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The colloquium typically meets Mondays at 4:00 PM in Room 617 on the sixth floor of Wachman Hall.
The colloquium is preceded by tea starting at 3:30 in the Faculty Lounge, adjacent to Room 617. Click on title for abstract.
Ofer Zeitouni, Weizmann Institute and Courant Institute, NYU
David Harbater, University of Pennsylvania
TBA
Lisa Fauci, Tulane University
Respiratory cilia that transport mucus in the lungs, spermatozoa that collectively move through the female reproductive tract, paddling appendages that propel a crawfish, and fish swimming in a school are all examples of oscillators that exert force on a surrounding fluid. Do the synchronous or phase-shifted periodic motions that we observe arise due to hydrodynamic coupling? We will discuss experiments and models of the self-organized pattern of beating flagella and cilia — from minimal models of colloidal particles driven by optical traps to more detailed models that include dynamics of the molecular motors driving the motion. We will also examine the role of fluid inertia on the dynamics of synchronization of such systems.
John Bush, MIT
Yves Couder and coworkers in Paris discovered that droplets walking on a vibrating fluid bath exhibit several features previously thought to be exclusive to the microscopic, quantum realm. These walking droplets propel themselves by virtue of a resonant interaction with their own wavefield, and so represent the first macroscopic realization of a pilot-wave system of the form proposed for microscopic quantum dynamics by Louis de Broglie in the 1920s. New experimental and theoretical results allow us to rationalize the emergence of quantum-like behavior in this hydrodynamic pilot-wave system in a number of settings, and explore its potential and limitations as a quantum analog.
Marta Lewicka, University of Pittsburgh
We discuss some mathematical problems combining geometry and analysis, that arise from the description of elastic objects displaying heterogeneous incompatibilities of strains. These strains may be present in bulk or in thin structures, may be associated with growth, swelling, shrinkage, plasticity, etc. We will describe the effect of such incompatibilities on the singular limits' bidimensional models, in the variational description pertaining to the "non-Euclidean elasticity" and discuss the interaction of nonlinear PDEs, geometry and mechanics of materials in the prediction of patterns and shape formation.
Todd Kemp, UCSD
Random Matrix Theory has become one of the hottest fields in probability and applied mathematics. With deep connections to analysis, combinatorics, and even number theory and representation theory, in the age of big data it is also finding its place at the heart of data science.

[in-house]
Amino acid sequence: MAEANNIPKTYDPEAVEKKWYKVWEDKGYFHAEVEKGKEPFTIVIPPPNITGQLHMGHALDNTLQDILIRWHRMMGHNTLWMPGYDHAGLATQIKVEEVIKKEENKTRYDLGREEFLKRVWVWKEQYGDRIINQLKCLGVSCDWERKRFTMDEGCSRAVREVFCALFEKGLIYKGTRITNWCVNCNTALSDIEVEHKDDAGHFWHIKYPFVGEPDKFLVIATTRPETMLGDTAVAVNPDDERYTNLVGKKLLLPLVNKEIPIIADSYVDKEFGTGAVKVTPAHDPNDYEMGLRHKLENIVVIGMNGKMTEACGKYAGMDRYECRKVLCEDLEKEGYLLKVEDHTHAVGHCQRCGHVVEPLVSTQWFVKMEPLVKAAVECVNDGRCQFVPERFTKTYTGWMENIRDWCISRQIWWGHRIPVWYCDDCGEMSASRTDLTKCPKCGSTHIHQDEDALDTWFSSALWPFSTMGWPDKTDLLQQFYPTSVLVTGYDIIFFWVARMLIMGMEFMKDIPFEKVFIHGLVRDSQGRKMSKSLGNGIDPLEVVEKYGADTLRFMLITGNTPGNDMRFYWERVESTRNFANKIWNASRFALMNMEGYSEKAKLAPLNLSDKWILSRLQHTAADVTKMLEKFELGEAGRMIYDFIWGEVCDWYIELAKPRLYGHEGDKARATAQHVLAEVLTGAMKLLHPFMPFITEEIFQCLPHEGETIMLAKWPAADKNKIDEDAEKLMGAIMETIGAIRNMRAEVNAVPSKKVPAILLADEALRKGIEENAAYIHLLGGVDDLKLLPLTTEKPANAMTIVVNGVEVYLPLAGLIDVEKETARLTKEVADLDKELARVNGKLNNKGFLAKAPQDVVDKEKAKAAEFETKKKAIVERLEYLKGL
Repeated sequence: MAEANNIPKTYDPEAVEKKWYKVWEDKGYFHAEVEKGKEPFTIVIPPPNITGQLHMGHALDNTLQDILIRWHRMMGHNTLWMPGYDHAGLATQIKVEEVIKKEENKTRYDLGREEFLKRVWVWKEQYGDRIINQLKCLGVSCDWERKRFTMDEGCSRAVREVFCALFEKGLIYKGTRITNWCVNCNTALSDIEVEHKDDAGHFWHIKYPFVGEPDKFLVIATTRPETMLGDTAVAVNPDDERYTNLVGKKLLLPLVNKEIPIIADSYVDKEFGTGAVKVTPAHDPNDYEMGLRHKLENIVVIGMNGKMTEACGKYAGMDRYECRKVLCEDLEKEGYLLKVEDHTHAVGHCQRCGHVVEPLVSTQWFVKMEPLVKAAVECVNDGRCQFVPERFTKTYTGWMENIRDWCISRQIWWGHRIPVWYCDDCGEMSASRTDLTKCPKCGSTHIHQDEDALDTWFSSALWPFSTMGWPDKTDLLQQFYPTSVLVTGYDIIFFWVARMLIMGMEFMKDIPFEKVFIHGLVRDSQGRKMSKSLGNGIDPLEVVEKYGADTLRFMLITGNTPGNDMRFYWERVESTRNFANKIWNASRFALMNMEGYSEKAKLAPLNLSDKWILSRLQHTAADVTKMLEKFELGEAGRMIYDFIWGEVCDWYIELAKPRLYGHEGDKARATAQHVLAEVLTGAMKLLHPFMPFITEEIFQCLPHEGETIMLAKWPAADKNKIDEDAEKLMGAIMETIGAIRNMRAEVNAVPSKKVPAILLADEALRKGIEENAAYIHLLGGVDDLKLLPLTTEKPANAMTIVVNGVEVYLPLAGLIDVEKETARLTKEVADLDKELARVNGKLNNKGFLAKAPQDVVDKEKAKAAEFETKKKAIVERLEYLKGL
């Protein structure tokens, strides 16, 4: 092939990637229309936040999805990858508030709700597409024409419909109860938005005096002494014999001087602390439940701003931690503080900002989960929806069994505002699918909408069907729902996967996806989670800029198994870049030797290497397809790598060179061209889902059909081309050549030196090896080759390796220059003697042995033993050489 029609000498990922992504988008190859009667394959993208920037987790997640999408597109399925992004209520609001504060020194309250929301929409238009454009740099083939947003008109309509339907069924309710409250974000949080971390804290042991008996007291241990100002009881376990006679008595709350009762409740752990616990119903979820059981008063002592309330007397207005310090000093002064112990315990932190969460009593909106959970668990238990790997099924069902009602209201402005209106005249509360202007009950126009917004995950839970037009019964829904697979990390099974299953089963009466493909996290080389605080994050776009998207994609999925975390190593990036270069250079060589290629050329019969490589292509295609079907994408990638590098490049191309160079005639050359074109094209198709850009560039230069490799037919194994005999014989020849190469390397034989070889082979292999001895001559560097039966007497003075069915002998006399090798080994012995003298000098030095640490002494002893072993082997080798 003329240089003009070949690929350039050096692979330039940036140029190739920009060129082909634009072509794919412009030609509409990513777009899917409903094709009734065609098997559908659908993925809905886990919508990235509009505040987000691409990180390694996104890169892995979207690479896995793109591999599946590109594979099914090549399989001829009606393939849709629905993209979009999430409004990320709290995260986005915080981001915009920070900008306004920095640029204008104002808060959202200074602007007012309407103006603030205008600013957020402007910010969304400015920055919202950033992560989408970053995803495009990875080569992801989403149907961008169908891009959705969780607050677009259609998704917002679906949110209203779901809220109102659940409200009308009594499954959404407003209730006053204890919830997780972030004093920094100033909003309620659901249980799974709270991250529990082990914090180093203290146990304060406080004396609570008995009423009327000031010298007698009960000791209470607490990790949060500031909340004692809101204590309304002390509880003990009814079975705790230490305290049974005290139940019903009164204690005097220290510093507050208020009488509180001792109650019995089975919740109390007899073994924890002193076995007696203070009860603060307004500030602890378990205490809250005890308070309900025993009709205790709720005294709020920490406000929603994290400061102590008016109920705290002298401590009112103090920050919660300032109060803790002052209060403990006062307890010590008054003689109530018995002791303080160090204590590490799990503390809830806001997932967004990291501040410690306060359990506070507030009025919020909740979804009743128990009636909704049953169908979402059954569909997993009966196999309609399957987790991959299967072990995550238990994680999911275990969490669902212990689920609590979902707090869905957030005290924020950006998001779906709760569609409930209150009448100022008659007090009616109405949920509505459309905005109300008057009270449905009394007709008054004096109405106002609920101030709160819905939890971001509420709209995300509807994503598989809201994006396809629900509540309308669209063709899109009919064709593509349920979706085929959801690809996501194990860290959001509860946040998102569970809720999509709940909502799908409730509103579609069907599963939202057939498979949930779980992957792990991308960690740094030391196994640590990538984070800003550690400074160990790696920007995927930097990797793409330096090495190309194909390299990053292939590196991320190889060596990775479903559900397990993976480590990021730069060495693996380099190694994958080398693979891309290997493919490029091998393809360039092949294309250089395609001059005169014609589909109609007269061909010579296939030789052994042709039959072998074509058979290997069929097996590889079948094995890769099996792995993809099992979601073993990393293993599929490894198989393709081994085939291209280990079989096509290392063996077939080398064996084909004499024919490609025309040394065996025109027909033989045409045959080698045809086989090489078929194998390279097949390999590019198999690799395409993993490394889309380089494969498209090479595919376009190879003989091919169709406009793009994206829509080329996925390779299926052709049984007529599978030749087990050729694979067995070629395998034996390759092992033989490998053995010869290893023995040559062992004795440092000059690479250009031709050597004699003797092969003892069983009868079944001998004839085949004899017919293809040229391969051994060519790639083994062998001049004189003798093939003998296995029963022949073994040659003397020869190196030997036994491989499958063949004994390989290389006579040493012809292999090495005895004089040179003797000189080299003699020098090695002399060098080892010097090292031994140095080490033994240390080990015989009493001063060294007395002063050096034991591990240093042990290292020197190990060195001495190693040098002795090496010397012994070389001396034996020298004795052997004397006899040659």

The field has largely focused on two kinds of generalizations of Gaussian random matrices, either preserving entry-wise independence or preserving rotational invariance. From another point of view, however, the classical Gaussian matrix ensembles can be viewed as Brownian motion on Lie algebras, and this Lie structure goes a long way in explaining some of their known fine structure. This suggests a third, geometric generalization of these ensembles to study: Brownian motion on the corresponding matrix Lie groups.
In this lecture, I will discuss the state of the art in our understanding of the behavior of eigenvalues of Brownian motion on Lie groups, focusing on unitary groups and general linear groups. No specialized background knowledge is required. There will be lots of pictures.
Marius Mitrea, University of Missouri
In this talk I will discuss, in a methodical manner, the process that lets us consider singular integral operators of boundary layer type in a given compact Riemannian manifold M, and then use these to solve boundary value problems in subdomains of M of a general nature, best described in the language of Geometric Measure Theory. The talk is intended for a general audience, and it only requires a basic background in analysis.
Lauren Williams, Harvard University
The asymmetric simple exclusion process (ASEP) is a model of particles hopping on a one-dimensional lattice, subject to the condition that there is at most one particle per site. This model was introduced in 1970 by biologists (as a model for translation in protein synthesis) but has since been shown to display a rich mathematical structure. There are many variants of the model – e.g. the lattice could be a ring, or a line with open boundaries. One can also allow multiple species of particles with different “weights.” I will explain how one can give combinatorial formulas for the stationary distribution using various kinds of tableaux. I will also explain how the ASEP is related to interesting families of orthogonal polynomials, including Askey-Wilson polynomials, Koornwinder polynomials, and Macdonald polynomials. Based on joint work with Sylvie Corteel (Paris) and Olya Mandelshtam (Brown).